In Britain, eight of the 11 scientists to win a science Nobel Prize since 1996 have signed a letter urging the government to reconsider its policies:
The UK produces nearly 10% of the world’s scientific output with only 1% of its population; we punch above our weight because we can engage with excellence wherever it occurs. The UK must not isolate itself from the increasingly globalised world of research — British science depends on it.
Despite this clear record of immigrant-fueled prosperity, nativist sentiment persists, springing from two general fears. The first is that immigrants will decrease opportunities for natives. Immigrants in the U.K. are, on average, more educated than native-born Britons. From 1975 to 2005, the percentage of working-age university graduates rose by an astonishing 160 percent. But the share of university graduates among immigrants rose by an astronomical 308 percent, nearly double that of native-born Britons. This isn’t because native-born Britons are lazy or stupid, but because the economic return of education for immigrants is much greater than for natives.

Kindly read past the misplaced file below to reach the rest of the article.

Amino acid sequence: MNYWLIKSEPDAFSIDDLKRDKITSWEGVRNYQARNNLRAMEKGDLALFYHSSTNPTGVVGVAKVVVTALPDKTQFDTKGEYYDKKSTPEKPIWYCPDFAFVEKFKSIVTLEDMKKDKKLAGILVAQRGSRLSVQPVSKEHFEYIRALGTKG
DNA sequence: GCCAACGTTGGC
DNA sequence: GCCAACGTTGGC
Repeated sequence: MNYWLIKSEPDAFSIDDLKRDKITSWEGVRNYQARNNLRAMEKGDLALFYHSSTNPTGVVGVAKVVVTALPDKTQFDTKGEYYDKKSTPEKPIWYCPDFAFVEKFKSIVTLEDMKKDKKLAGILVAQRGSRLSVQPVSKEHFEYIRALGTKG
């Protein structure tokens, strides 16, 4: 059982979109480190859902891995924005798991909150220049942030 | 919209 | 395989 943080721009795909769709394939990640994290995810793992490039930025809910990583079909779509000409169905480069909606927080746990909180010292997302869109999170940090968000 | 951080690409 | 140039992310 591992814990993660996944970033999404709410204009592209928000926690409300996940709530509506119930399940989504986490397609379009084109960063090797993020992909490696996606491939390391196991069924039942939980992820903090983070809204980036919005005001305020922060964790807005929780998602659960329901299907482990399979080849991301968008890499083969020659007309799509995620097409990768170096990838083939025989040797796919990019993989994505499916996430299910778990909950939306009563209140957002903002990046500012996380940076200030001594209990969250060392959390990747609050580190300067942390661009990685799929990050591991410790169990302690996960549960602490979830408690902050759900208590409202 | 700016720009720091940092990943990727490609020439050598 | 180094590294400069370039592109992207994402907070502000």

Because of the differences in education and skills, however, immigrants and native-born Britons do not generally compete in the same industries. A research paper from the Centre for Research and Analysis of Migration (CReAM) at University College London found that immigrants generally compete with other immigrants who arrived before them, not with native-born Britons.
The second general fear is immigrant use of the welfare state. The British welfare state is a tragedy for industrious Britons, the government’s finances and the moral health of society, with wealth transfers that encourage poverty-extending behavior. Rather than use immigrant access to the welfare state as an excuse to restrict immigration, what should be restricted is immigrant access to the welfare state.
In the U.S., legal immigrants do not have access to most of the welfare state for their first five years of residency. Both the U.S. and the U.K. should extend that period of time as much as possible to remove the specter of immigrant welfare use.
The U.S. and U.K. are both too restrictive of highly skilled immigration. But legislative proposals in America like the STAPLE Act, which increases the number of skilled immigrants and temporary workers who graduate from American universities, are moving the debate in a positive direction.
Ultimately, free people in American and Britain should be able to decide whom to employ without regulations concerning the birthplace of such hires. And at a time when we’re being asked to make sacrifices for the greater good, politicians should make one of their own: Stop the nativist rhetoric and start welcoming skilled immigrants for the sake of economic renewal.
Alex Nowrasteh is a policy analyst at the Competitive Enterprise Institute. Rohan Poojara is an economics researcher at the American Enterprise Institute.